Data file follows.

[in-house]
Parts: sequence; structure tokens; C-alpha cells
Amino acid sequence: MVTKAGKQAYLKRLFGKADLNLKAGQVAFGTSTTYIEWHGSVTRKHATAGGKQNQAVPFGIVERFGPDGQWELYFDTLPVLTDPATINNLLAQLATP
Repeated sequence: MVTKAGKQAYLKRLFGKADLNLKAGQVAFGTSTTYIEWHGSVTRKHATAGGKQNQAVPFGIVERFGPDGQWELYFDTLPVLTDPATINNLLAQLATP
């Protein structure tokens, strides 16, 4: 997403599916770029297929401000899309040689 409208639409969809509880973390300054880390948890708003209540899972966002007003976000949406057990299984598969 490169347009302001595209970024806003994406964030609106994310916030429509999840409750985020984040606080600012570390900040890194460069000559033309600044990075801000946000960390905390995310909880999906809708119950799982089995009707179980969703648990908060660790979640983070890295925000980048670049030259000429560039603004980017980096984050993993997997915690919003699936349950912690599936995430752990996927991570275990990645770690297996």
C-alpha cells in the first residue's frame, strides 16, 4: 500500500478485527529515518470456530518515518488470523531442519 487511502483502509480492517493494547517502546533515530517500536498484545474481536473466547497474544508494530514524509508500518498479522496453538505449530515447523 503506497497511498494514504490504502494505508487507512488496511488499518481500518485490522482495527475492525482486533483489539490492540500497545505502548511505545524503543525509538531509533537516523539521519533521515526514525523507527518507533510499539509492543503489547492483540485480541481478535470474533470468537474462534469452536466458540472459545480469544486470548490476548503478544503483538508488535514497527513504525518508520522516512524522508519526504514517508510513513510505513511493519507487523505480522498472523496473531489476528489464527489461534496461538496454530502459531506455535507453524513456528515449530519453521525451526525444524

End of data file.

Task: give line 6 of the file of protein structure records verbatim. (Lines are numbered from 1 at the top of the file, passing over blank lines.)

C-alpha cells in the first residue's frame, strides 16, 4: 500500500478485527529515518470456530518515518488470523531442519 487511502483502509480492517493494547517502546533515530517500536498484545474481536473466547497474544508494530514524509508500518498479522496453538505449530515447523 503506497497511498494514504490504502494505508487507512488496511488499518481500518485490522482495527475492525482486533483489539490492540500497545505502548511505545524503543525509538531509533537516523539521519533521515526514525523507527518507533510499539509492543503489547492483540485480541481478535470474533470468537474462534469452536466458540472459545480469544486470548490476548503478544503483538508488535514497527513504525518508520522516512524522508519526504514517508510513513510505513511493519507487523505480522498472523496473531489476528489464527489461534496461538496454530502459531506455535507453524513456528515449530519453521525451526525444524